EMS providers arriving on scene at a local gym may soon be greeted by a new level of first responder that presents them with the patient’s heart rate or blood glucose level. The new iPhone 4S is the first mobile phone that offers its own low-power Bluetooth capability that allows it to “talk to a new class of wireless devices," such as watches and heart-rate monitors.
Featuring a small “button cell” battery currently standard in many watches, the Bluetooth chip allows the mobile phone to connect to, and “communicate” with, other devices. The tiny battery source will last for several years because the chip uses so little power.1
The small devices that will be able to communicate with the Bluetooth chip devices will be labeled "Bluetooth Smart" and the devices that carry the chip, such as the iPhone and other standard Bluetooth devices will be labeled "Bluetooth Smart Ready." Bluetooth Smart was developed by Nokia, which initially called it "Wibree." But, in 2007, Nokia yielded the technology to the Bluetooth SIG to spread its adoption.
And this is just the start of the mobile technology race by manufacturers. Soon, other devices will get smaller, be worn on the wrist like the futuristic two-way wrist radio worn by cartoon detective Dick Tracy in the 70s & 80s, and offer more services that will assist EMS responders.
• Casio of Japan is set to release a watch in late December that's Bluetooth smart and enable the wearer to link to a smartphone. The wrist watch will beep and vibrate to alert the wearer whenever they have new e-mails and text messages.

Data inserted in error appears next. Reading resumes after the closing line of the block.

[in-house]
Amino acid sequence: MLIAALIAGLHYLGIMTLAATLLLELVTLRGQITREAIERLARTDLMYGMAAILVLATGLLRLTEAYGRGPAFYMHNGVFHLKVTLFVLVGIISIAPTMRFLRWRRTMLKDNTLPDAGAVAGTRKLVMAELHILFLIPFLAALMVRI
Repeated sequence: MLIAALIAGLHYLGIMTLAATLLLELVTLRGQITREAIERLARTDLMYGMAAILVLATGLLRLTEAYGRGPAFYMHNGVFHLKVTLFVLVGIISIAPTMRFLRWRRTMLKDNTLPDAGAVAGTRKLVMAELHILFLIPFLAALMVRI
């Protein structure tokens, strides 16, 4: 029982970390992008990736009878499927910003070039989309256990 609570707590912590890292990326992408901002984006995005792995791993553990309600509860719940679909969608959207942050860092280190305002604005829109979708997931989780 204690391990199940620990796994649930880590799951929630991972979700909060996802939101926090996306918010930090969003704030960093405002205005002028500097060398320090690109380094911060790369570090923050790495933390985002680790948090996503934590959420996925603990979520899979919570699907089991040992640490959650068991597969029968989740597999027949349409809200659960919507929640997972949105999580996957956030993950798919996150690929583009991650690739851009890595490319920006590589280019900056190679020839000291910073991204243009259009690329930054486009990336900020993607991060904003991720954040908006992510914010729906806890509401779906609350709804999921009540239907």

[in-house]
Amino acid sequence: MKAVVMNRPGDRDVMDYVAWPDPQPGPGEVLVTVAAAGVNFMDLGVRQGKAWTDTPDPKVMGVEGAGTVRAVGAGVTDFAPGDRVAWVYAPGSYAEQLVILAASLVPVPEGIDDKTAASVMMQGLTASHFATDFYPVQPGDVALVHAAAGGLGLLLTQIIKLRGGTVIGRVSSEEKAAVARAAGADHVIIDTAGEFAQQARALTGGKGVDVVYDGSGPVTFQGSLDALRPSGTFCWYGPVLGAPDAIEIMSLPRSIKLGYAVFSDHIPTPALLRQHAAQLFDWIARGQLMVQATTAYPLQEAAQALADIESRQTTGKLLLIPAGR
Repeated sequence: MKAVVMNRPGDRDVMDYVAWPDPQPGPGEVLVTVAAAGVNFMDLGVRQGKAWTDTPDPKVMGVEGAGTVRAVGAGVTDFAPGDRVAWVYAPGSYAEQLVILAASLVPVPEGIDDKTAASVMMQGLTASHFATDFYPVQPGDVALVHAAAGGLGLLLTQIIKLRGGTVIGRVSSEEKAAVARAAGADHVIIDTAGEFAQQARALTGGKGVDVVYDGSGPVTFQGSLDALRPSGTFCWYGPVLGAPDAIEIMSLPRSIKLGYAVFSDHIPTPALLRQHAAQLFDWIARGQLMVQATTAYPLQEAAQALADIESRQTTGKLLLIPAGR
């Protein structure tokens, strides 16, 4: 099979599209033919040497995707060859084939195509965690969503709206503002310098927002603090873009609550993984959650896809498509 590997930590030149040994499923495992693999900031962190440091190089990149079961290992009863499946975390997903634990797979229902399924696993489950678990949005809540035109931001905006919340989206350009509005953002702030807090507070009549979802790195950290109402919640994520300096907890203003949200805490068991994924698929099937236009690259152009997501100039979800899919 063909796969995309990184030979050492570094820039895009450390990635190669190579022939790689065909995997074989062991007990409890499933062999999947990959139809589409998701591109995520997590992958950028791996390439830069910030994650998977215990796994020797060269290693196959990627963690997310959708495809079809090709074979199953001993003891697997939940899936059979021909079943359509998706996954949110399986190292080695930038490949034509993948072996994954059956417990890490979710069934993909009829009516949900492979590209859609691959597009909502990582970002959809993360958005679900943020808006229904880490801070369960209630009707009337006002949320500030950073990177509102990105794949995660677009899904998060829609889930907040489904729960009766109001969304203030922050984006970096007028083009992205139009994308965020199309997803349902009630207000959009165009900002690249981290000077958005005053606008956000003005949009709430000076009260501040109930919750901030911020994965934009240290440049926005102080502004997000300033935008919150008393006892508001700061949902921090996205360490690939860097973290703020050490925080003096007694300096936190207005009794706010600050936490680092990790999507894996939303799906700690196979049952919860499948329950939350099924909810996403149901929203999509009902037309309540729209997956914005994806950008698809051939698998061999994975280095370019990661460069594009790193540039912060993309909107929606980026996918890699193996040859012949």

• Nordic Semiconductor, a Norwegian company, will soon place Bluetooth Smart chips into belts that will measure the wearer's heart rate and relay the data to a smart phone.
• A few laptops are already “Bluetooth Smart” ready. The new Motorola Mobility Razr, a touch screen smart phone that doesn't have much in common with the old clamshell Razrs, is due to be released soon will also be Bluetooth Smart Ready,
• Other possible “Bluetooth Smart” devices are in the works including glucose sensors for diabetics and automatic-automation sensors that could, for instance, tell a phone if all the windows in the home are closed.
In addition to these send/receive Bluetooth advances, the new "Siri," app that allows iPhone 4S users to ask their phone questions and get back accurate answers should serve as important resource for rescuers who need information on such things as drug interactions and calculations, the weight of a ton of dirt or bulldozer entrapping a patient, or the location of the closest rental center, where they can obtain portable generators and lights during a major emergency scene.
You have to wonder how long before manufacturers in the public safety market will figure out how to integrate and send/receive fire fighter locations in structures, CAD information and dispatch alerts to crew, rehab vital signs from personnel in encapsulated suits, and other important scene functions to and from "Bluetooth Smart" wrist devices, belts and SCBA straps.